Today, members of Congress, led by Sen. Patty Murray (D-Wash.) and Rep. Bobby Scott (D-Va.), proposed the Workplace Action for a Growing Economy (WAGE) Act , legislation designed to strengthen protections for working people who join together to make positive change at work and make sure corporations that violate working people's rights face real consequences. In recent decades, workers' wages have been stagnant while too many employers take advantage of weak worker protection laws to slow down or stop working people from joining together to improve their lives. This legislation is aimed at reversing that trend.
AFL-CIO President Richard Trumka described the legislation:
The WAGE Act puts corporations who abuse working people on notice that there will be real penalties for lawbreaking. Penalties like triple back pay, strong civil penalties and preliminary reinstatement.
Murray went further:
Too often, as workers are underpaid, overworked and treated unfairly on the job, some companies are doing everything they can to prevent them from having a voice in the workplace. The WAGE Act would strengthen protections for all workers and it would finally crack down on employers who break the law when workers exercise their basic right to collective action.
The WAGE Act would amend the National Labor Relations Act (NLRA) to strengthen protections for working people who organize and promote change through collective action. It would increase protections for all workers, union or not, and will help open up the pathways to equal pay, increased safety and higher wages. Specifically the law would increase workers' rights and protections by:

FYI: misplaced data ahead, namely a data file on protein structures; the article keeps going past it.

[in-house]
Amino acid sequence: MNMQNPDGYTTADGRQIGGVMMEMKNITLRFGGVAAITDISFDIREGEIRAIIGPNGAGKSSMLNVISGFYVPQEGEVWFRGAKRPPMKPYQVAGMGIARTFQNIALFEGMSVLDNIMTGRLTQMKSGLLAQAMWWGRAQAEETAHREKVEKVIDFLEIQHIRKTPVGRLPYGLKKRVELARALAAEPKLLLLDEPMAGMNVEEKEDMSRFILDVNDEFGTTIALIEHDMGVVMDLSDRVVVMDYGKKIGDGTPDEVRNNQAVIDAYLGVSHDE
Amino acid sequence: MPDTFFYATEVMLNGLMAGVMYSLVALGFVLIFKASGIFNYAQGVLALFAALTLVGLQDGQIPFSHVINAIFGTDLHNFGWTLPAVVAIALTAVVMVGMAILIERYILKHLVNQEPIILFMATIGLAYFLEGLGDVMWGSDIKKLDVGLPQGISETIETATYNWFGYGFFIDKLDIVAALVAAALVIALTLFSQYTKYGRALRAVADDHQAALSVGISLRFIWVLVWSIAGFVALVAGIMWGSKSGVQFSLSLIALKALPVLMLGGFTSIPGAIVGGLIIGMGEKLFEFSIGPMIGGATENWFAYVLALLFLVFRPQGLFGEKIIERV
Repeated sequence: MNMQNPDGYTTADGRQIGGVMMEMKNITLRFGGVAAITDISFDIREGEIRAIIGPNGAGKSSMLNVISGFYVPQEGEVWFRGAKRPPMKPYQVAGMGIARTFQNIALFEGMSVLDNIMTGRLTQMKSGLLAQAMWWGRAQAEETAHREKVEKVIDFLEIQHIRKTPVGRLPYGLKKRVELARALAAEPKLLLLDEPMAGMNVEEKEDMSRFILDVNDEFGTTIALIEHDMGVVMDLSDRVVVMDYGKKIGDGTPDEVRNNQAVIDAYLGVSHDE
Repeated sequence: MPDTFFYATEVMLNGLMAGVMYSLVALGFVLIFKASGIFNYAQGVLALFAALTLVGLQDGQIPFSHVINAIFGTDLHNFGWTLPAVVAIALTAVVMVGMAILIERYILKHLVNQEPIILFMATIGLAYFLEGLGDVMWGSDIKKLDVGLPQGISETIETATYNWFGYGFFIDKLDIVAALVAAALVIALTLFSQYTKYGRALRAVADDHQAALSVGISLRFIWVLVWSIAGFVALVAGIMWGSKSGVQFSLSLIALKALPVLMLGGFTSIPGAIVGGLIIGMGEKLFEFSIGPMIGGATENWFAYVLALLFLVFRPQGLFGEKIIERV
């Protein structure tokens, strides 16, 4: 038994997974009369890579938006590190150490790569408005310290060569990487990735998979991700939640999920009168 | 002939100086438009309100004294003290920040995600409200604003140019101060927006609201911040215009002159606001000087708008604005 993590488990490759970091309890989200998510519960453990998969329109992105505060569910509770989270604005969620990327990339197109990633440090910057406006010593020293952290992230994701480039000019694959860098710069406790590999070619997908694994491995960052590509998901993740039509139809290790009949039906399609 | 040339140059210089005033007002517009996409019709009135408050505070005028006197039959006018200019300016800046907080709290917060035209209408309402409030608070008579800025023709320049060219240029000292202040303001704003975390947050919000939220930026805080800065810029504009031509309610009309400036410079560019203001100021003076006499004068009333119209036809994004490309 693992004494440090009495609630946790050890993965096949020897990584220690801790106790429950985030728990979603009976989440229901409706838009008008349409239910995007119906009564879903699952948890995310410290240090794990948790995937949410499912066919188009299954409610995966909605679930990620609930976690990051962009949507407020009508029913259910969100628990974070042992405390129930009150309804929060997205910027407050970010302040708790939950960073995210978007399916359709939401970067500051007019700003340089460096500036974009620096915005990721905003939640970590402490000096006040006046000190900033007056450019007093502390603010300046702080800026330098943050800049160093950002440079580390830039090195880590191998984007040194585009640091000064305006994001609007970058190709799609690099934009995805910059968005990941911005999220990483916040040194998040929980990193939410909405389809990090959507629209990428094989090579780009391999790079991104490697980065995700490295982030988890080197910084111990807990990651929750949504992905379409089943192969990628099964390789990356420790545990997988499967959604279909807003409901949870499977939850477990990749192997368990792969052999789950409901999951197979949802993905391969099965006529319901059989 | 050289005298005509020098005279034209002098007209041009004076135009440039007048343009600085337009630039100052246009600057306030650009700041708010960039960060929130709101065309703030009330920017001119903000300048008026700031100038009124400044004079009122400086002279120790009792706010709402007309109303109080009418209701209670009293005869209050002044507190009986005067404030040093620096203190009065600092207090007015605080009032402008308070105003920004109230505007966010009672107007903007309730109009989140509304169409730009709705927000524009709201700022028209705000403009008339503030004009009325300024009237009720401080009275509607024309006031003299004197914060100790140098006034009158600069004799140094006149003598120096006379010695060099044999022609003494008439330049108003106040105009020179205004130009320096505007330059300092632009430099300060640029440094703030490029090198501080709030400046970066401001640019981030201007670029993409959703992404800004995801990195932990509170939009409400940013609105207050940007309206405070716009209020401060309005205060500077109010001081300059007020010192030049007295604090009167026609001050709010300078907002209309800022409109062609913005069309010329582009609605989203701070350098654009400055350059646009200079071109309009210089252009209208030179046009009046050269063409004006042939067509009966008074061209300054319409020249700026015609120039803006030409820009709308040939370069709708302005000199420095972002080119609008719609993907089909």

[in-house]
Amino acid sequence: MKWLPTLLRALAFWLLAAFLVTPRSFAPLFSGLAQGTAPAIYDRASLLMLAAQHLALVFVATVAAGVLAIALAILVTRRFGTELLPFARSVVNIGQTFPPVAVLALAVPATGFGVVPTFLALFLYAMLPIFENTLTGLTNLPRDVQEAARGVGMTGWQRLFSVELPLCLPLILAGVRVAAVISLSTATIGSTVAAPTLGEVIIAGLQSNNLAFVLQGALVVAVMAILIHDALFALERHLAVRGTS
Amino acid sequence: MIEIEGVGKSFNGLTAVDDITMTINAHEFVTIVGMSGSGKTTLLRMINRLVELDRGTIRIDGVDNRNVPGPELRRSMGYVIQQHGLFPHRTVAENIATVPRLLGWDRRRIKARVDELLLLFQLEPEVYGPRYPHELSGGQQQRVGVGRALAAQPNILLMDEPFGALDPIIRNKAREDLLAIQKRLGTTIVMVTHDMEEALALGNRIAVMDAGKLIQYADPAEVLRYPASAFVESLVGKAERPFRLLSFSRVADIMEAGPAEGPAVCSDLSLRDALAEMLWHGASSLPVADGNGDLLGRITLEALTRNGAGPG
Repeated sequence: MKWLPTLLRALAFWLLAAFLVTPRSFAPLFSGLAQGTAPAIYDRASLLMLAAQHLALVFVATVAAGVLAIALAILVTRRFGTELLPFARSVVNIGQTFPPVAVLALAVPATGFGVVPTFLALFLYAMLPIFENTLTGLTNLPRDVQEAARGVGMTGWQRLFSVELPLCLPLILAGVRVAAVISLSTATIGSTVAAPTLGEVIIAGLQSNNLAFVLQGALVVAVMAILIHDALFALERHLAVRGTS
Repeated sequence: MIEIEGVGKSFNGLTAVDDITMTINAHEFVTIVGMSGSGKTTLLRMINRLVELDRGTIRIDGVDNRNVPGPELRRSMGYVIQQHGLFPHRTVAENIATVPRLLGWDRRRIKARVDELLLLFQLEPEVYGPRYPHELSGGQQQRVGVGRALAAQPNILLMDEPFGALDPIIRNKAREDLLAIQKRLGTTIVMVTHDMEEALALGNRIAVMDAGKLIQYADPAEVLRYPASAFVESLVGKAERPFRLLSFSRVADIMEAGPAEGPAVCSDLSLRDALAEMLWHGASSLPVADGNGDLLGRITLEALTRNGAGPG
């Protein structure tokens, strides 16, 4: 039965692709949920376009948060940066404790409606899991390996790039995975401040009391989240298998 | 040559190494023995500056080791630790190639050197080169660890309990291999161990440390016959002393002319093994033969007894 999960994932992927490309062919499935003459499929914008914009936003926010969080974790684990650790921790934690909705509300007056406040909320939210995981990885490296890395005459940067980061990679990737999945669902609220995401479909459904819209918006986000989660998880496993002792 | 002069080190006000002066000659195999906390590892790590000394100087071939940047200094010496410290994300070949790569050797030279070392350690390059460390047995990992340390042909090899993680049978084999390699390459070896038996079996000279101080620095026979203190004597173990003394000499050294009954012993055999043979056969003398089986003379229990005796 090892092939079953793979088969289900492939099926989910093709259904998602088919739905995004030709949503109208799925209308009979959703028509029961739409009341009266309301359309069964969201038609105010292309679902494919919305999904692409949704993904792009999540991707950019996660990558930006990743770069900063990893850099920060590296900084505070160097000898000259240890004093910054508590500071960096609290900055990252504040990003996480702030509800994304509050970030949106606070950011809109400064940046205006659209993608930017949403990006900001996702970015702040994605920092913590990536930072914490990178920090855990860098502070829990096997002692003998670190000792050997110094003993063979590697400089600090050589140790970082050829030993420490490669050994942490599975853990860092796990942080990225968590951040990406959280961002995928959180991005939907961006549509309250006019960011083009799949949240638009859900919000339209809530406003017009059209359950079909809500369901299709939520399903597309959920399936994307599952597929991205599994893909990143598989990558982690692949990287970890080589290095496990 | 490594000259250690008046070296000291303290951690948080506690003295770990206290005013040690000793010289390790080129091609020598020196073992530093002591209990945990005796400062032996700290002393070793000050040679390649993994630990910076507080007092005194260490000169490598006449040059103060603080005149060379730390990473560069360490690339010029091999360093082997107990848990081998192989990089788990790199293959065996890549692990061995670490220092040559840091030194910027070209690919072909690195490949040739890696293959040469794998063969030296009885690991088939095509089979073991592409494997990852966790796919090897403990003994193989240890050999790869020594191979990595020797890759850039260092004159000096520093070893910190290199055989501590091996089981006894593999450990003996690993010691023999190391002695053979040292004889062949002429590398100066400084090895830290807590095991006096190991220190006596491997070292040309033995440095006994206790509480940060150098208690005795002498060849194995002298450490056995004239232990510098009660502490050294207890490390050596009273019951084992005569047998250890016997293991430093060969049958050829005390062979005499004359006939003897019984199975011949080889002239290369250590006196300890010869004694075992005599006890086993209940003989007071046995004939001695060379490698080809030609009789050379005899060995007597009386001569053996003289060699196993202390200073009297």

- Tripling the back pay that employers must pay to workers who are fired or retaliated against by their employers, regardless of immigration status.
- Providing workers with a private right of action to bring suit to recover monetary damages and attorneys’ fees in federal district court, just as they can under civil rights laws.
- Providing for federal court injunctions to immediately return fired workers to their jobs.
- Ensuring employers will be jointly responsible for violations affecting workers supplied by another employer.
Furthermore, the WAGE Act would put an end to the perverse incentives for employers to interfere with workers’ rights by:
- Establishing civil penalties up to $50,000 for employers that commit unfair labor practices and doubled penalties for repeat violations. This would bring the NLRA in line with other workplace laws.
- Giving the National Labor Relations Board (NLRB) authority to impose penalties on officers and directors of employer violators.
- Allowing the board to issue a bargaining order upon finding that an employer prevented a free and fair election, provided that a majority of employees signed authorization cards within the previous 12 months.
- Setting a 30-day time limit for employers to challenge an NLRB decision, after which the NLRB decision becomes final and binding unless a court directs otherwise. The NLRB could then go directly to district court to enforce its orders.